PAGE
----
"RFP" means request for proposal. New York State law requires Rochester and other cities to use the process to choose the lowest responsible bids for public works projects such as buildings and roads.
“While no one is entitled to the contract, everyone should get an equal shot at it,” says Tom Richards, corporation counsel for the City of Rochester.
The City of Rochester also uses the RFP process for services such as ambulances, however, there are no laws requiring the City to choose the lowest bid. In the case of services, the City bases its decision on quality of service to the community.
“We may not select people on the basis of the lowest bid, we make a quality judgment on whether they meet the requirements and whether they're the right people do this thing and then negotiate the price,” says Richards who talked to News 8 following City Council’s recent vote to go with Rural Metro for its ambulance service.
There are three steps to a request for proposal:
1. The City of Rochester puts out its criteria for businesses to follow when making a bid
2. A time frame is set for bidders to respond, they must respond to all parts of the RFP forms.
3. After all entries are received, a committee of experts then reviews the bids and makes a recommendation. The committee is chosen based on proposal. For example, if the project involved construction, the committee would contain members who are experts in construction.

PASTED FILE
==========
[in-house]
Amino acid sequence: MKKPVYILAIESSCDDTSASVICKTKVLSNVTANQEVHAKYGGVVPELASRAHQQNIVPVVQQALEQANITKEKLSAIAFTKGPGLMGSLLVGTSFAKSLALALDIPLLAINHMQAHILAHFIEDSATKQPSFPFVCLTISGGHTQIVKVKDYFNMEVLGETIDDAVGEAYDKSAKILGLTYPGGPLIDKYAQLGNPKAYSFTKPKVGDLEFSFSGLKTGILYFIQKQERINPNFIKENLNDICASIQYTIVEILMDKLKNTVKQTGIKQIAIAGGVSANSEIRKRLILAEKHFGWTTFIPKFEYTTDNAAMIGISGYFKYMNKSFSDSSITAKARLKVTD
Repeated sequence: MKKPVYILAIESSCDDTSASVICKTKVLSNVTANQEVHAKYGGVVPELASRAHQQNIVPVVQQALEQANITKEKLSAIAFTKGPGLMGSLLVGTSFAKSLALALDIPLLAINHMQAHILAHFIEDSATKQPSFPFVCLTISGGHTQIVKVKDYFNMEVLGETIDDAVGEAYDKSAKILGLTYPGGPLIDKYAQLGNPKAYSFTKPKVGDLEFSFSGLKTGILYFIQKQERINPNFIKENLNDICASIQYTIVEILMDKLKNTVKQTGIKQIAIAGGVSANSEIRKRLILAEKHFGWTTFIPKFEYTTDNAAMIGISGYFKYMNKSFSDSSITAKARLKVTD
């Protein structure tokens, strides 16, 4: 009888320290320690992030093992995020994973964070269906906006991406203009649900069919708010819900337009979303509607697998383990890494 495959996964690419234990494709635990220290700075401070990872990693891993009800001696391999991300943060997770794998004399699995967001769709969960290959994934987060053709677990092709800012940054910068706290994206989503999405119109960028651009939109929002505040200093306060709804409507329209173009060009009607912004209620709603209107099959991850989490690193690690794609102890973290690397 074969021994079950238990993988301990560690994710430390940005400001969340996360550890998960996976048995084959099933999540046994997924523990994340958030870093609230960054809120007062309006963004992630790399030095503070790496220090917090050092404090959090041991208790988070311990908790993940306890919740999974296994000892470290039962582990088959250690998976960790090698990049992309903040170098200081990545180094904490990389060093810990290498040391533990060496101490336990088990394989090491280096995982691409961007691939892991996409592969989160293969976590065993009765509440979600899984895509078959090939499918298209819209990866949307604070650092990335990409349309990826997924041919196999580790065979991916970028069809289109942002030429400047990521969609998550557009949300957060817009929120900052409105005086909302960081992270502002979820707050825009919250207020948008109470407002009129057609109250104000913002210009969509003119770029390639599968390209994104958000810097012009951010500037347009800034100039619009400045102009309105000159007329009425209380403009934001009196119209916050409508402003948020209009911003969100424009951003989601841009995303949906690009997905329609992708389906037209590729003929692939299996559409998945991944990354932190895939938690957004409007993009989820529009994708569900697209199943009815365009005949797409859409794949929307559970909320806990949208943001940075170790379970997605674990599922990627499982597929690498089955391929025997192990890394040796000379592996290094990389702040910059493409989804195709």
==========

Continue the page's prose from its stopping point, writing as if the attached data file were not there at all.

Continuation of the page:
“So everyone knows,” says Richards, “how this decision is going to be made before it gets made and people are on an equal footing.”
In the case of the City’s ambulance service provider, there were only two competitors, Rural Metro and Monroe Ambulance. The expert committee chose Monroe Ambulance. However, City Council decided to go with Rural Metro; a decision which Mayor Duffy and Richards say may have damaged the integrity of the RFP process.
“It would have been perfectly legitimate and I don't think we would have disputed it if City Council had said, we don't like the way you did this, we think you should have evaluated some other factors or we think the way that you evaluated this was not consistent with what we think is important,” says Richards.
Richards says the precedent may deter other businesses from doing business with the city in the long run.
“You have to go through a lot of trouble to answer, you do a lot of work, you prepare a lot of material so if people don't think the process is going to go the way we said it was, they'll be disinclined to bid.”
Mayor Duffy has 30 days to decide whether to veto City Council's decision to go with Rural Metro. City Council can override the veto by a 2/3 majority vote. Duffy could also choose to ask for delay, he could pull the legislation so council cannot vote on it or he could let the proposal die without signing it. If Rural Metro receives the final contract it would begin April 1st.